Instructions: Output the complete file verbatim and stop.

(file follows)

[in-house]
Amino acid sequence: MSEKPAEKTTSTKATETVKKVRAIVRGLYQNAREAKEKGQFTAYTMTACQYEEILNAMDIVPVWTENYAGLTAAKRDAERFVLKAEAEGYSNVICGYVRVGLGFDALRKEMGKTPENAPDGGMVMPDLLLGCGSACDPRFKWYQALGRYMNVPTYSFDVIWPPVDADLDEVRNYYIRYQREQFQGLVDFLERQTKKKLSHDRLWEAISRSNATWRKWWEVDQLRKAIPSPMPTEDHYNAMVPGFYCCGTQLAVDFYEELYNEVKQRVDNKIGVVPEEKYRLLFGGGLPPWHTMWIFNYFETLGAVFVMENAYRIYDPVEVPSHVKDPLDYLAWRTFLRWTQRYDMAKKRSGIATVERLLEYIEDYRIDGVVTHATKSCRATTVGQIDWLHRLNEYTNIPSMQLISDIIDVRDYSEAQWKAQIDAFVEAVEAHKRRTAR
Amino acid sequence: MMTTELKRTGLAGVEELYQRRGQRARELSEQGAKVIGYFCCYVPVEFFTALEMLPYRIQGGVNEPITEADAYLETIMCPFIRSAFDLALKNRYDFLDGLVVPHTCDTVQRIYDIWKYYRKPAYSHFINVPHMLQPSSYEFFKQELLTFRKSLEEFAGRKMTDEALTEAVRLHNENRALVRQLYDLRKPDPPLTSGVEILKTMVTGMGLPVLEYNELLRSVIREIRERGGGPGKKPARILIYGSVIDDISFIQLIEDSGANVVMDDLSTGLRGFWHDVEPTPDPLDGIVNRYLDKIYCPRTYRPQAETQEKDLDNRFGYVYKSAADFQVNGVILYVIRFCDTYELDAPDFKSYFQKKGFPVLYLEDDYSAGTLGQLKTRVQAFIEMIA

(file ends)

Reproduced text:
[in-house]
Amino acid sequence: MSEKPAEKTTSTKATETVKKVRAIVRGLYQNAREAKEKGQFTAYTMTACQYEEILNAMDIVPVWTENYAGLTAAKRDAERFVLKAEAEGYSNVICGYVRVGLGFDALRKEMGKTPENAPDGGMVMPDLLLGCGSACDPRFKWYQALGRYMNVPTYSFDVIWPPVDADLDEVRNYYIRYQREQFQGLVDFLERQTKKKLSHDRLWEAISRSNATWRKWWEVDQLRKAIPSPMPTEDHYNAMVPGFYCCGTQLAVDFYEELYNEVKQRVDNKIGVVPEEKYRLLFGGGLPPWHTMWIFNYFETLGAVFVMENAYRIYDPVEVPSHVKDPLDYLAWRTFLRWTQRYDMAKKRSGIATVERLLEYIEDYRIDGVVTHATKSCRATTVGQIDWLHRLNEYTNIPSMQLISDIIDVRDYSEAQWKAQIDAFVEAVEAHKRRTAR
Amino acid sequence: MMTTELKRTGLAGVEELYQRRGQRARELSEQGAKVIGYFCCYVPVEFFTALEMLPYRIQGGVNEPITEADAYLETIMCPFIRSAFDLALKNRYDFLDGLVVPHTCDTVQRIYDIWKYYRKPAYSHFINVPHMLQPSSYEFFKQELLTFRKSLEEFAGRKMTDEALTEAVRLHNENRALVRQLYDLRKPDPPLTSGVEILKTMVTGMGLPVLEYNELLRSVIREIRERGGGPGKKPARILIYGSVIDDISFIQLIEDSGANVVMDDLSTGLRGFWHDVEPTPDPLDGIVNRYLDKIYCPRTYRPQAETQEKDLDNRFGYVYKSAADFQVNGVILYVIRFCDTYELDAPDFKSYFQKKGFPVLYLEDDYSAGTLGQLKTRVQAFIEMIA